Lucidvox “Don’t Go”
You’re studying music that came before you in an effort to combine Russian roots and rock and roll? Do you have any heroes in Russian rock?
Gala: It’s difficult, to be honest, to recall something worthy in that vein. For some reasons it sounds like this kind of music is for guys who walk around in t-shirts with wolves on them, carrying a wooden sword slung around their back. The first thing that comes to mind is Гражданская Oборона (Grazhdanskaya Oborona, Civil Defense), that’s Letov, and as I recall it is a scary little Russian mysticism…on the contemporary scene the closest for me who are continuing this line is Shortparis.
Nadia: I like the Russian roots in Lovozero and Тихих камней (Tihikh Kamnei, Quiet Stones). Me and Glasha have been getting inspired by Russian choirs (and not just Russian ones) and at the same time we’re listening to bands like Goat, Flamingods (by the way, we’ll be playing with them soon at Tallinn Music Week which is really great), Lightning Bolt, Ty Segall, Show Me The Body. As a result of all this, something of its own comes out.
You’re going to Tallinn Music Week to perform in front of an international audience. What do you think are your strong suits?What is it about your music that entices?
Nadia: The strong suit is probably that we are confident in what we are doing now, in our own style, image, and even our own personality on stage. So the people that come to see us, I hope, want to see something that they can’t see with other bands and other concerts. Maybe that’s what identity is.
Alina: The strength, probably, in a genuine desire to share music with others, the desire to share with others a truly original space.
Which bands from the Tallin Music Week do you like and are familiar with?
Nadia: We know a lot of the participants, but I of course, in my soul, am a fan of Спасибо (Spasibo, Thank You). I recently traveled with them to MENT, the Slovenian festival and they were one of the few nada who forced people to dance, not to think about anything, from beginning to end. Shortparis the most interesting group to me, and not only for the local participants of TMW, but overall, in our scene.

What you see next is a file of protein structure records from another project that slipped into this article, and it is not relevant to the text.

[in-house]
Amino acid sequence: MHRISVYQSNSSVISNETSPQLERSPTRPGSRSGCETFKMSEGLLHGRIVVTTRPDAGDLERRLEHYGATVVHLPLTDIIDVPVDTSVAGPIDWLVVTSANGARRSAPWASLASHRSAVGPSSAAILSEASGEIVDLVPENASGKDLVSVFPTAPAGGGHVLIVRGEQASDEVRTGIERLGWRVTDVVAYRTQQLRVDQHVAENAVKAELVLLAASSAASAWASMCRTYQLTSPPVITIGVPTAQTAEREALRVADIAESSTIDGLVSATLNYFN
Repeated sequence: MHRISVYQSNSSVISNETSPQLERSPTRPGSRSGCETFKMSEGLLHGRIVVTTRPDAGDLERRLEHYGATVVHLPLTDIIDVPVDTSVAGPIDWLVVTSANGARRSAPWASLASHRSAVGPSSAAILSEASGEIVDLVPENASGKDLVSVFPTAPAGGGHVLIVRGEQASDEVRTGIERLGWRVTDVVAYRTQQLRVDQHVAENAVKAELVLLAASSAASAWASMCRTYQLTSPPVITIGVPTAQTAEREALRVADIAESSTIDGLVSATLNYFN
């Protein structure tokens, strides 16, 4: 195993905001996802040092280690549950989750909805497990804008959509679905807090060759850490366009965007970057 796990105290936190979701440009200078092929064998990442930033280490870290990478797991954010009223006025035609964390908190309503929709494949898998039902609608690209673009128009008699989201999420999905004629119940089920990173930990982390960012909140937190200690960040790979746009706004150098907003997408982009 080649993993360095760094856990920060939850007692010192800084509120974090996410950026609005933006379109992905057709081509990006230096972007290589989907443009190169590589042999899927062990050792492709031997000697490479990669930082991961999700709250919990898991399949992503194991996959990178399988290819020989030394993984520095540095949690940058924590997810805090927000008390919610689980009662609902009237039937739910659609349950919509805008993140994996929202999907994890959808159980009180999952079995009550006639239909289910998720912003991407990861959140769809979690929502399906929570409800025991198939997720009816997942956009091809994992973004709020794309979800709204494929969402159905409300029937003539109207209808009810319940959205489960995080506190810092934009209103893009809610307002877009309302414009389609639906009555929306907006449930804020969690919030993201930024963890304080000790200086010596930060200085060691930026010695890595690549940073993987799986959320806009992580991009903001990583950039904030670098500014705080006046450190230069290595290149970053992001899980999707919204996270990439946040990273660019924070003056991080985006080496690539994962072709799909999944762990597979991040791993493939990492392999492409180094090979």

Alina: For me, the most interesting isn’t even the bands, but how the Russian performers will be perceived at the festival. This will be my first foreign music festival. It will be interesting to hear the groups in a different context.
How is the Сторона (Storona, Side) page tied to Lucidvox? Are you all still involved in its production? How does it help your band with music promotion?
Gala: We’re not involved really and it doesn’t help the promotion. We try not be just a “page”, we call it a web-zine – a musical creation about local contemporary music, cultivate interest and advance that scene as a whole, that is currently, unfortunately, very underground.
Nadia: Сторона is me and Glasha’s little baby, a second comfortable abode parallel to Lucidvox, and it’s nice for me to see, that even though it’s 15 thousand people at the moment, they have found something for themselves there.
What do you think, is it possible tone in a rock group and have a family at the same time? What are you going to do if you come upon the problem of having to choose between music or a husband and child?
Gala: I think that history gives us plenty of examples when musicians had families and there is nothing impossible. Is it really something that needs to be chosen? I think it’s probably not easy but it’s possible to stay yourself doing what you love, and being a mom.
Alina: We’re one family! So the addition of kids would only make our family greater.
Original article: http://www.colta.ru/articles/music_modern/14186